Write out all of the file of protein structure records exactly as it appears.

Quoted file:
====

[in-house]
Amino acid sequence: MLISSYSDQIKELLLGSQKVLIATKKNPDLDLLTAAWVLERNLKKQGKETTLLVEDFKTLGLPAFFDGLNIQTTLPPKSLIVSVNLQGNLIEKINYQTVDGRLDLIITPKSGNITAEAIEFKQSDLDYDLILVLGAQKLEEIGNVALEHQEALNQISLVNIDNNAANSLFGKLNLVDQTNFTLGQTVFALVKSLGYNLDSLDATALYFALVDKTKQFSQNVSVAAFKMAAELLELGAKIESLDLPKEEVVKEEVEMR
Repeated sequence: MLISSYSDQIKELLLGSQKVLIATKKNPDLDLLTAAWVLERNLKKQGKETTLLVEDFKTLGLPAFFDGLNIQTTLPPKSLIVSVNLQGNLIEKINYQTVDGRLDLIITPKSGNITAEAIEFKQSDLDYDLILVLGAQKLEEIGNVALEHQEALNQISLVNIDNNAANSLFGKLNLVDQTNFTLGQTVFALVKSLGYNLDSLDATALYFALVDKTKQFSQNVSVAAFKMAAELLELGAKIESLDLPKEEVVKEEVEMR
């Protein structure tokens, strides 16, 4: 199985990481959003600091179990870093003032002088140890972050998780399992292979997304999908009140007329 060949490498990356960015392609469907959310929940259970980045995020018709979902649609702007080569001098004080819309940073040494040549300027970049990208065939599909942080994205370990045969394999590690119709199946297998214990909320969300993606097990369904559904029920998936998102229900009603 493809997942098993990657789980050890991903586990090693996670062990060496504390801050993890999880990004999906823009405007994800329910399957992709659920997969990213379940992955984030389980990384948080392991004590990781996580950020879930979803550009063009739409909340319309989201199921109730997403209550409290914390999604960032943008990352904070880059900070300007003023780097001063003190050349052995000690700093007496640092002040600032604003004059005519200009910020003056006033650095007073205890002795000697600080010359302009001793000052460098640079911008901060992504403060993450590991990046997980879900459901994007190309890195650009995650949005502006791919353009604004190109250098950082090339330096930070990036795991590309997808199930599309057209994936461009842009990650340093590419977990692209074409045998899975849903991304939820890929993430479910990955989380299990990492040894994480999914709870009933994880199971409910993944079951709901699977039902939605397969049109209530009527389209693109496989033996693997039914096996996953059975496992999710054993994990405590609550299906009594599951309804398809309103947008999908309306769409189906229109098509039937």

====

[in-house]
Amino acid sequence: MLISSYSDQIKELLLGSQKVLIATKKNPDLDLLTAAWVLERNLKKQGKETTLLVEDFKTLGLPAFFDGLNIQTTLPPKSLIVSVNLQGNLIEKINYQTVDGRLDLIITPKSGNITAEAIEFKQSDLDYDLILVLGAQKLEEIGNVALEHQEALNQISLVNIDNNAANSLFGKLNLVDQTNFTLGQTVFALVKSLGYNLDSLDATALYFALVDKTKQFSQNVSVAAFKMAAELLELGAKIESLDLPKEEVVKEEVEMR
Repeated sequence: MLISSYSDQIKELLLGSQKVLIATKKNPDLDLLTAAWVLERNLKKQGKETTLLVEDFKTLGLPAFFDGLNIQTTLPPKSLIVSVNLQGNLIEKINYQTVDGRLDLIITPKSGNITAEAIEFKQSDLDYDLILVLGAQKLEEIGNVALEHQEALNQISLVNIDNNAANSLFGKLNLVDQTNFTLGQTVFALVKSLGYNLDSLDATALYFALVDKTKQFSQNVSVAAFKMAAELLELGAKIESLDLPKEEVVKEEVEMR
């Protein structure tokens, strides 16, 4: 199985990481959003600091179990870093003032002088140890972050998780399992292979997304999908009140007329 060949490498990356960015392609469907959310929940259970980045995020018709979902649609702007080569001098004080819309940073040494040549300027970049990208065939599909942080994205370990045969394999590690119709199946297998214990909320969300993606097990369904559904029920998936998102229900009603 493809997942098993990657789980050890991903586990090693996670062990060496504390801050993890999880990004999906823009405007994800329910399957992709659920997969990213379940992955984030389980990384948080392991004590990781996580950020879930979803550009063009739409909340319309989201199921109730997403209550409290914390999604960032943008990352904070880059900070300007003023780097001063003190050349052995000690700093007496640092002040600032604003004059005519200009910020003056006033650095007073205890002795000697600080010359302009001793000052460098640079911008901060992504403060993450590991990046997980879900459901994007190309890195650009995650949005502006791919353009604004190109250098950082090339330096930070990036795991590309997808199930599309057209994936461009842009990650340093590419977990692209074409045998899975849903991304939820890929993430479910990955989380299990990492040894994480999914709870009933994880199971409910993944079951709901699977039902939605397969049109209530009527389209693109496989033996693997039914096996996953059975496992999710054993994990405590609550299906009594599951309804398809309103947008999908309306769409189906229109098509039937």